The Delights of dsh (dom sylvester houédard)

Hello! My name is Fran Horner and I am a postgraduate student at the University of Manchester studying the MA in Art Gallery and Museum Studies. I am currently doing a placement at the John Rylands Library, which involves working with the archive of British Benedictine monk and poet dom sylvester houédard (dsh – he always referred to himself in lower case!). I am going to be regularly updating the John Rylands Library blog with my experiences and interesting discoveries!

dsh portrait
Photograph of dom sylvester houédard. By kind permission of Prinknash Abbey Trustees.

My placement will consist of researching dsh’s importance in the fields of literature and art. He was one of Britain’s pioneers of concrete poetry: a type of experimental visual poetry which had its origins in Brazil, then Europe and was concerned with rebelling against conventional forms of poetry by focussing on the architectural form of letters. dsh’s most celebrated poem is Frog-pond-plop, 1965, and he is famous for his experimental use of his Olivetti typewriter to create ‘typestracts’.

dsh, Frog-pond-plop, 1965. By kind permission of Prinknash Abbey Trustees.

The John Rylands Library holds dsh’s book collection, which is vast, but I will be concentrating on his collection of little poetry and art magazines from the 1950s, ’60s and ’70s. 

Before I could properly get stuck in with the items in the archive, I was preoccupied with creating a suitable method of cataloguing – something I have never done before! Thanks to Janette Martin (Archivist and Curator) and Julie Ramwell (Rare Books Librarian), I successfully created a spreadsheet with various categories of information that were to be recorded. It has been interesting learning about what categories of information are essential for the catalogue, for example: publisher, year published, volume and editor are all extremely important; whether I liked or disliked the poems… not so important. I have also discovered things about the appropriate type of language and structure I must use within the catalogue: the language must be succinct and consistent to ensure its reliability and usefulness as a finding aid. In the future, researchers may be using my catalogue!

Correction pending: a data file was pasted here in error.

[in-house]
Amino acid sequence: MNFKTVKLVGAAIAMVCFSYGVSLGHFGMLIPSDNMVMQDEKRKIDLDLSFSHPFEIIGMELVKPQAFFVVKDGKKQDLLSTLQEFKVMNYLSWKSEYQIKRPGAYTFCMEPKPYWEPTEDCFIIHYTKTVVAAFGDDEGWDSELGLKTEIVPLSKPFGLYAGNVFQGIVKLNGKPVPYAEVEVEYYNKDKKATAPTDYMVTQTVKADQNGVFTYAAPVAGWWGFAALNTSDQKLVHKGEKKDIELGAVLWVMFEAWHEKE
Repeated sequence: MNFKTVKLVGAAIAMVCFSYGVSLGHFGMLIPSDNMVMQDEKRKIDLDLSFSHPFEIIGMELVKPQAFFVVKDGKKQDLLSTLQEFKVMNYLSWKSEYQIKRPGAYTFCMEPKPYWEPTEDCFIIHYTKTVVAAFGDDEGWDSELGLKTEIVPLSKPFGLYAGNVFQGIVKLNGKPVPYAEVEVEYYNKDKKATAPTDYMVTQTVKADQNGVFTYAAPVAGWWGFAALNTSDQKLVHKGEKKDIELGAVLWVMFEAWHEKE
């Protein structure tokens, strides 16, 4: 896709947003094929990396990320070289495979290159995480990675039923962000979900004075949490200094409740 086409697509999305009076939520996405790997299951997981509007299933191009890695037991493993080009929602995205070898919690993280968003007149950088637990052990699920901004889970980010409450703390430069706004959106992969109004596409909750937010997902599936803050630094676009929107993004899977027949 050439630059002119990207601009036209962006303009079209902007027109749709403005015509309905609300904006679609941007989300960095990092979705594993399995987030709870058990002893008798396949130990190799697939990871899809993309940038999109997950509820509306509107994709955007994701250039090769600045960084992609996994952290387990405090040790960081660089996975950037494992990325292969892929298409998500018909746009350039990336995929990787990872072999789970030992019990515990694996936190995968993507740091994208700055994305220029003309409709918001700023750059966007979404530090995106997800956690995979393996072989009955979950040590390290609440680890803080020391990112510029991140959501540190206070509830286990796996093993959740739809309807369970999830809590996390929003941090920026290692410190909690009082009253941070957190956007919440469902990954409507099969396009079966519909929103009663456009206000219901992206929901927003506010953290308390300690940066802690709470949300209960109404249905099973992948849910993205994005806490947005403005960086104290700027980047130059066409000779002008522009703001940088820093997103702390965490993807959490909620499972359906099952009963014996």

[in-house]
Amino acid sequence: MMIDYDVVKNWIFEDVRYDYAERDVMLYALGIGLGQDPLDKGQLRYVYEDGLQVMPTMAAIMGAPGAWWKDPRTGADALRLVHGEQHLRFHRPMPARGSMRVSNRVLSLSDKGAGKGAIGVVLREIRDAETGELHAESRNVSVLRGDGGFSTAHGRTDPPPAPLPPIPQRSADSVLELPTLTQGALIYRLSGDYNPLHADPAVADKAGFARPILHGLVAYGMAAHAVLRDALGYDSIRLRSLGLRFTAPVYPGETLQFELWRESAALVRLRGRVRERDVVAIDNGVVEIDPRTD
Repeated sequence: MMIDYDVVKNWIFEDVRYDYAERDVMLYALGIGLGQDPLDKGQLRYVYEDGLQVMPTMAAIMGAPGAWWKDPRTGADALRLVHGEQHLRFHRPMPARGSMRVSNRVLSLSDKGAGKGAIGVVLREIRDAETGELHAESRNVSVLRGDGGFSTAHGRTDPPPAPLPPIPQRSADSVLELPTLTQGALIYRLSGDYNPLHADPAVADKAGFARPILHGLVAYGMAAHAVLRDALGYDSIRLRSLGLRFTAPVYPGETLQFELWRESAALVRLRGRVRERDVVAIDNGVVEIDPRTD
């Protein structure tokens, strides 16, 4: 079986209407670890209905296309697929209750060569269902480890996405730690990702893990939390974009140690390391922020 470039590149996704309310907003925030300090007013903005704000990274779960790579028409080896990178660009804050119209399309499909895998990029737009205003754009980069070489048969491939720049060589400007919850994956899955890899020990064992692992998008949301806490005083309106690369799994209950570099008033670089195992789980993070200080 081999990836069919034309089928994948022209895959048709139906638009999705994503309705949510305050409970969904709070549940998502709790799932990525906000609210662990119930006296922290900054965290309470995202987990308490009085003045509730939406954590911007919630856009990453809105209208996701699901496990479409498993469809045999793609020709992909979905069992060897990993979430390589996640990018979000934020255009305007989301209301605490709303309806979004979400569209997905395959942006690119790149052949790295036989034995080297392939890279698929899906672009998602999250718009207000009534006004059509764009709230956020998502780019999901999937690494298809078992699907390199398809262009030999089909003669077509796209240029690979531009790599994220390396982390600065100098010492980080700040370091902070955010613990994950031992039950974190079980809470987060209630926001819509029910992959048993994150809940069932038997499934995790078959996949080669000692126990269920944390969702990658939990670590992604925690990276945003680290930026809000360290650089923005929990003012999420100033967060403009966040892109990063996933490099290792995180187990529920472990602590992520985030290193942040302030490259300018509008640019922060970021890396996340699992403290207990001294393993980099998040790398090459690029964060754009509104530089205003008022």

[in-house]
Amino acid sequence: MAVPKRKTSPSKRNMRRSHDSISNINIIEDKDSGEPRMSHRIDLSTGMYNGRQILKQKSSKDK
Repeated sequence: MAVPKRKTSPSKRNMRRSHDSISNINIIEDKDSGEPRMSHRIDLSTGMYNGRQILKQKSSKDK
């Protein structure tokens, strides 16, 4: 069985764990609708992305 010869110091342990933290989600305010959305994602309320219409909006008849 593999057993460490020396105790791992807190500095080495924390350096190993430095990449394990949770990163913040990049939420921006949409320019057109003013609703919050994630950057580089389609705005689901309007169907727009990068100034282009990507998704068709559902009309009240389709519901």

Luckily for me, some wonderful library fairies had already alphabetised the collection of little magazines, saving me a big job, so I began cataloguing the ‘A’s. I must now get back to cataloguing in the Reading Room, where I am sat in five jumpers, but I’m eager to learn more about dsh and his wonderful world of concrete poetry.

sylvester houedart
Two typestracts by dsh published in Approches, 1966, no. 1, p.86. By kind permission of Prinknash Abbey Trustees.

Here are two typestracts by dsh that I found in French literary magazine Approches from 1966. Check back to this blog in the next couple of weeks where I will explore the conception and style of dsh’s typestracts in more detail.

Loose insert giving the title of the typestracts above.  By kind permission of Prinknash Abbey Trustees.

6 comments on “The Delights of dsh (dom sylvester houédard)

  1. Penelope Blackburn

    How fascinating! Language never stands still does it!? Constantly morphing from one form into another; challenging, engaging and asking questions about ourselves and everything around us🌍🌈

    Thinking outside of the box quite literally, good luck with your project, what fun you’ll have!

    • Fran Horner

      Hi Penelope, it is fascinating how language is constantly changing and allowing us to see things from new perspectives! Thank you very much, keep checking the blog for more posts about my project 🙂

  2. Fran Horner

    Hi Penelope, it is fascinating how language is constantly changing and allowing us to see things from new perspectives! Thank you very much, keep checking the blog for more posts about my project 🙂

    • Penelope Blackburn

      I will indeed. I’m almost quite jealous! But its wonderful being given such an opportunity on a lovely project such as yours. Stay warm, have fun and keep us all posted🤗
      P.s would we look at emojis do you think, in years to come, but even now infact! As a way of expressing ourselves, our feelings and thoughts? Technology has changed so much the way we communicate with each other. Can we look at emojis as language? I’m sure in centuries to come, they won’t be digging up clay tablets (like they did out of the desert of Nineveh, telling stories of the flood) but how will we leave a traces of our language now? Anyway just a thought and I’m sure you have plenty to keep you occupied for the moment😊🌈🤗❄❄❄☃

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